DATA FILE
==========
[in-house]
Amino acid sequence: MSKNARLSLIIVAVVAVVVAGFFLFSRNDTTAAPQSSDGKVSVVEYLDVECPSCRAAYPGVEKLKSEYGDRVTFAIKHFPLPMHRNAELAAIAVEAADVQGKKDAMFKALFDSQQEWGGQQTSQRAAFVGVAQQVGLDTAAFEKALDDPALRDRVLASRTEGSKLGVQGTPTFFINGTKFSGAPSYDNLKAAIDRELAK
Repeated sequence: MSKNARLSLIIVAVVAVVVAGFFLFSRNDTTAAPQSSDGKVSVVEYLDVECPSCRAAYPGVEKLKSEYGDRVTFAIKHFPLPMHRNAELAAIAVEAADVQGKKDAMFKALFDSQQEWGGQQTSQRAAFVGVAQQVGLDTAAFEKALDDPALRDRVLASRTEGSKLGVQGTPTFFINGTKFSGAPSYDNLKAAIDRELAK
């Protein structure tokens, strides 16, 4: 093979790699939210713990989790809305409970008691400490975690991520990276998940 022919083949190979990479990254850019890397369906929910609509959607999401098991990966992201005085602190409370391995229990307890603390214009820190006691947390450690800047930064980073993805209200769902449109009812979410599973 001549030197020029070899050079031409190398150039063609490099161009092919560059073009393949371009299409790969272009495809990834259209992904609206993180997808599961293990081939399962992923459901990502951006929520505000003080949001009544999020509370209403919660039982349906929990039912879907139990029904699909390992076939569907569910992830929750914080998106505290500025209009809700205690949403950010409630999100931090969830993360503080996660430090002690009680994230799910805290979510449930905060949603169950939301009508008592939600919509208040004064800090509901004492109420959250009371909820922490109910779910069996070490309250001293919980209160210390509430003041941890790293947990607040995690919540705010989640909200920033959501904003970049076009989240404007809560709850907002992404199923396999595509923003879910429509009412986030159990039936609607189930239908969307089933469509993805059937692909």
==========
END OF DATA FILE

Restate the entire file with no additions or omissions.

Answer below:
[in-house]
Amino acid sequence: MSKNARLSLIIVAVVAVVVAGFFLFSRNDTTAAPQSSDGKVSVVEYLDVECPSCRAAYPGVEKLKSEYGDRVTFAIKHFPLPMHRNAELAAIAVEAADVQGKKDAMFKALFDSQQEWGGQQTSQRAAFVGVAQQVGLDTAAFEKALDDPALRDRVLASRTEGSKLGVQGTPTFFINGTKFSGAPSYDNLKAAIDRELAK
Repeated sequence: MSKNARLSLIIVAVVAVVVAGFFLFSRNDTTAAPQSSDGKVSVVEYLDVECPSCRAAYPGVEKLKSEYGDRVTFAIKHFPLPMHRNAELAAIAVEAADVQGKKDAMFKALFDSQQEWGGQQTSQRAAFVGVAQQVGLDTAAFEKALDDPALRDRVLASRTEGSKLGVQGTPTFFINGTKFSGAPSYDNLKAAIDRELAK
């Protein structure tokens, strides 16, 4: 093979790699939210713990989790809305409970008691400490975690991520990276998940 022919083949190979990479990254850019890397369906929910609509959607999401098991990966992201005085602190409370391995229990307890603390214009820190006691947390450690800047930064980073993805209200769902449109009812979410599973 001549030197020029070899050079031409190398150039063609490099161009092919560059073009393949371009299409790969272009495809990834259209992904609206993180997808599961293990081939399962992923459901990502951006929520505000003080949001009544999020509370209403919660039982349906929990039912879907139990029904699909390992076939569907569910992830929750914080998106505290500025209009809700205690949403950010409630999100931090969830993360503080996660430090002690009680994230799910805290979510449930905060949603169950939301009508008592939600919509208040004064800090509901004492109420959250009371909820922490109910779910069996070490309250001293919980209160210390509430003041941890790293947990607040995690919540705010989640909200920033959501904003970049076009989240404007809560709850907002992404199923396999595509923003879910429509009412986030159990039936609607189930239908969307089933469509993805059937692909």